Filed under book | Tags: · 1920s, 1930s, art, bauhaus, photography, typography
“These five hundred photographs are a record of Bauhaus activities and experiments during the 1920s and early 1930s. Most of the photographs were taken by artists-painters like Fritz Kuhr and Werner Siedhoff, designers Heinz Loew and Herbert Bayer, Bauhaus masters Hannes Meyer and Joosst Schmidt – who were not self-conscious photographers but who wanted to work with a new technology.
The book supplements visual material already published in Hans Wingler’s monumental Bauhaus and presents the school’s more human side. Some of these photographs have never been published before, while others have not been published since the period in which they were made.
Part I consists of over 100 ‘artistic’ images, a listing of Bauhaus photography exhibits, an example of a Dessau Bauhaus lesson plan, including photography, and essays on various aspects of photography by Peterhans, Moholy, Vordemberge-Gildewart, Ernst Kallai, Fritz Kuhr, Willi Baumeister, Adolf Behne, Max Burchartz, Will Grohmann, and Ludwig Kassack. There is also a section on the use of photography with typography.
Part II is a Bauhaus album – nearly 400 illustrations of applied photography documenting the Bauhaus buildings, classroom projects, or day-today activities of students and faculty.”
First published as Bauhaus Fotografie, Marzona, Düsseldorf, 1982
Edited by Egidio Marzona and Roswitha Fricke
Translated by Harvey Mendelsohn and Frederick Samson
Foreword by Eugene Prakapas
Publisher MIT Press, 1985
ISBN 0262132028, 9780262132022
Review: Clark V. Poling (Design Issues, 1986).
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Filed under book | Tags: · 1920s, architecture, art history, avant-garde, cultural history, modernism, urbanism, weimar republic, wroclaw
“Although the Breslau arts scene was one of the most vibrant in all of Weimar-era Germany, it has largely disappeared from memory. Studies of the influence of Weimar culture on modernism have focused almost exclusively on Berlin and the Dessau Bauhaus, yet the advances that occurred in Breslau affected nearly every intellectual field, forming the basis for aesthetic modernism internationally and having an enduring impact on visual art and architecture. Breslau boasted a thriving modern arts scene and one of the premier German arts academies of the day until the Nazis began their assault on so-called degenerate art. This book charts the cultural production of Breslau-based artists, architects, art collectors, urban designers, and arts educators who operated in the margins of Weimar-era cultural debates. Rather than accepting the radical position of the German avant-garde or the reactionary position of German conservatives, many Breslauers sought a middle ground.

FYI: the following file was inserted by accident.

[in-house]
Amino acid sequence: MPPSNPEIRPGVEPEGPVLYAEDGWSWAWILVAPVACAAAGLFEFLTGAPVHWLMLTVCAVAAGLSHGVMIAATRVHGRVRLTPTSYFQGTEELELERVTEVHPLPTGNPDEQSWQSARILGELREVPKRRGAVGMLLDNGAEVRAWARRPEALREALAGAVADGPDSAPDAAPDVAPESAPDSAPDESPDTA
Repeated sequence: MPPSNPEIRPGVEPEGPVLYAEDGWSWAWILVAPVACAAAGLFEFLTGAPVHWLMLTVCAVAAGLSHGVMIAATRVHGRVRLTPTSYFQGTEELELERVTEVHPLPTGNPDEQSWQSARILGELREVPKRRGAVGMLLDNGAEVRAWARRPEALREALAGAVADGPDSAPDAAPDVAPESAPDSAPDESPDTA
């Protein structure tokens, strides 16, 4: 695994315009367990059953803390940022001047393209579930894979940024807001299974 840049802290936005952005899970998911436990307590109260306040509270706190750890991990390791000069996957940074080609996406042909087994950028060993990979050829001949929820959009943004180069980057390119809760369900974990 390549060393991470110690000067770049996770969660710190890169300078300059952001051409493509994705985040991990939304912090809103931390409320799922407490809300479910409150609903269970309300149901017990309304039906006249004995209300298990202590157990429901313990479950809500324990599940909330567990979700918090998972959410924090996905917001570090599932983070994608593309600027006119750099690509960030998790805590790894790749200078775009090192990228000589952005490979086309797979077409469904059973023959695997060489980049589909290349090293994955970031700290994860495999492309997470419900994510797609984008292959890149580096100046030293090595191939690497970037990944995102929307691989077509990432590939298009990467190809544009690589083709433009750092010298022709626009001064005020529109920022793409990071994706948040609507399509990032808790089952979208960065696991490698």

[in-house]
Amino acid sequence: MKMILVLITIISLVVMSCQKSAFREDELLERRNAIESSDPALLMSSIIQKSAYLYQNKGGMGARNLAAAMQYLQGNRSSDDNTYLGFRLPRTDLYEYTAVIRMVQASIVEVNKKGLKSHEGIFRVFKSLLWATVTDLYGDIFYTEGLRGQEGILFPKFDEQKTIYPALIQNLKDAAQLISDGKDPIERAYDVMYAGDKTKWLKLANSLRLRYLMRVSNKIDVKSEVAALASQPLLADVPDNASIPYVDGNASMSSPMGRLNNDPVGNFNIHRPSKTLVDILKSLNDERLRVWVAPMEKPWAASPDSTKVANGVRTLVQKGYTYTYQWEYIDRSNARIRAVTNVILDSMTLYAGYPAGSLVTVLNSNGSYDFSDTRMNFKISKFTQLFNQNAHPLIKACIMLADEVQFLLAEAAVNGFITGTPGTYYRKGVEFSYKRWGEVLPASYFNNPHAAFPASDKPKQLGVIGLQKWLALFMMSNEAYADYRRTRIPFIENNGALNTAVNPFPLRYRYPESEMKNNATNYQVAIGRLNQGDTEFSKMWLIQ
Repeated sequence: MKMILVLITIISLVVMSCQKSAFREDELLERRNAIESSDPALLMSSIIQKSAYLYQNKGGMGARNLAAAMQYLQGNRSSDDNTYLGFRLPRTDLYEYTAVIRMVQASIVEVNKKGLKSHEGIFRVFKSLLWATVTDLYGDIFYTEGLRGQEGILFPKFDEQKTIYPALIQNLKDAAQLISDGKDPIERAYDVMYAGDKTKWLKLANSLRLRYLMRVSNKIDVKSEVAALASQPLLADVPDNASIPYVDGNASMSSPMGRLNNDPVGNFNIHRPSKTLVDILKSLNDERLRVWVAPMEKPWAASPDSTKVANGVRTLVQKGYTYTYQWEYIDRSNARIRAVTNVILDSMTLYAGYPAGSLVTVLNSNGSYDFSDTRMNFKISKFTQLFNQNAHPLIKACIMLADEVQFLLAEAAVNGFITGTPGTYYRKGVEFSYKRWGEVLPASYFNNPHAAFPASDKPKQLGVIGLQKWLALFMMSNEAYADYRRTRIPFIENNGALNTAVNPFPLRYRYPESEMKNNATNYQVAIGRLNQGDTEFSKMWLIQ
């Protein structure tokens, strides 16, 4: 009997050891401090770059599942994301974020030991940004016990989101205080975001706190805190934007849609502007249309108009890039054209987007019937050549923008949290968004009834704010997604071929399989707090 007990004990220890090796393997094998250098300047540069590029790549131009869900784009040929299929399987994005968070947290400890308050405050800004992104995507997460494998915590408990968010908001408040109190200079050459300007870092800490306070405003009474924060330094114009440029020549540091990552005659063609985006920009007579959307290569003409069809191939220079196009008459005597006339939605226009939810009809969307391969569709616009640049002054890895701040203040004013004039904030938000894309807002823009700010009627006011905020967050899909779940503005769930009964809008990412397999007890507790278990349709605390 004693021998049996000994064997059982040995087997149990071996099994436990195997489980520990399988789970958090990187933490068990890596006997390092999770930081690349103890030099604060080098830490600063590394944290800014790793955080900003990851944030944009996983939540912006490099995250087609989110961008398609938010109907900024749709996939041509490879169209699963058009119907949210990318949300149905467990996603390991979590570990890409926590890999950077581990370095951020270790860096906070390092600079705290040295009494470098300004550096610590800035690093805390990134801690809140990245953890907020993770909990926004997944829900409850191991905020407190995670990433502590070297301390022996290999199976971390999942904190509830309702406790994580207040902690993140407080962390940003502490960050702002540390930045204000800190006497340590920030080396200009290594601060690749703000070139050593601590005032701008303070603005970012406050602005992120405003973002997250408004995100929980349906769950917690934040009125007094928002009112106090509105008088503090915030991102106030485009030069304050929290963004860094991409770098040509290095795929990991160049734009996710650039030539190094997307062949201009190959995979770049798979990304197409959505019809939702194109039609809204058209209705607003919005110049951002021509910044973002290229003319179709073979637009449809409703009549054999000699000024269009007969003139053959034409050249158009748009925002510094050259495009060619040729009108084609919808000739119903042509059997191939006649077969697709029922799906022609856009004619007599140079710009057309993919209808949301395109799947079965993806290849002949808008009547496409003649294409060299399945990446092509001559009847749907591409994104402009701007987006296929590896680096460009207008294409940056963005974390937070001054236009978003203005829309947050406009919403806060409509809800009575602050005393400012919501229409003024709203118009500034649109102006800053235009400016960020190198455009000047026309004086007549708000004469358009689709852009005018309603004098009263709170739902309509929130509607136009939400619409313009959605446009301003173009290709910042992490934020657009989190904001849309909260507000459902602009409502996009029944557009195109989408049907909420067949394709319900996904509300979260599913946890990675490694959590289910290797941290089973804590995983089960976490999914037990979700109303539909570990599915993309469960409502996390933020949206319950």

This richly illustrated volume is the first book in English to address this history, constituting an invaluable addition to the literature on the Weimar period. Its readership includes scholars of German history, art, architecture, urban design, planning, collecting, and exhibition history; of the avant-garde, and of the development of arts academies and arts pedagogy.”
Publisher University of Michigan Press, 2016
Social History, Popular Culture, and Politics in Germany series
Creative Commons BY-NC-ND 4.0
ISBN 0472119907, 9780472119905
Filed under book | Tags: · 1920s, 1930s, austria, city, communism, labour, marxism, politics, socialism, urbanism, vienna
“From 1919 to 1934, the Socialist government in Vienna sought to create a comprehensive working-class culture, striving to provide a foretaste of the socialist utopia in the present. In Red Vienna, Gruber critically examines the impact of this experiment in all areas of life, from massive public housing projects and health and education programs to socialist parades, festivals, and sporting events designed to create a ‘new’ working class.”
Publisher Oxford University Press, 1991
ISBN 0195069145, 9780195069143
Reviews: Mark Emanuel Blum (Central European History, 1992), George V. Strong (History of European Ideas, 1993), William D. Bowman (Journal of Social History, 1993), Alfred Diamant (American Historical Review, 1993), J. Robert Wegs (Austrian History Yearbook, 1993), Karen J. Vogel (American Political Science Review, 1993), Albert Lindemann (International Labor and Working-Class History, 1993).
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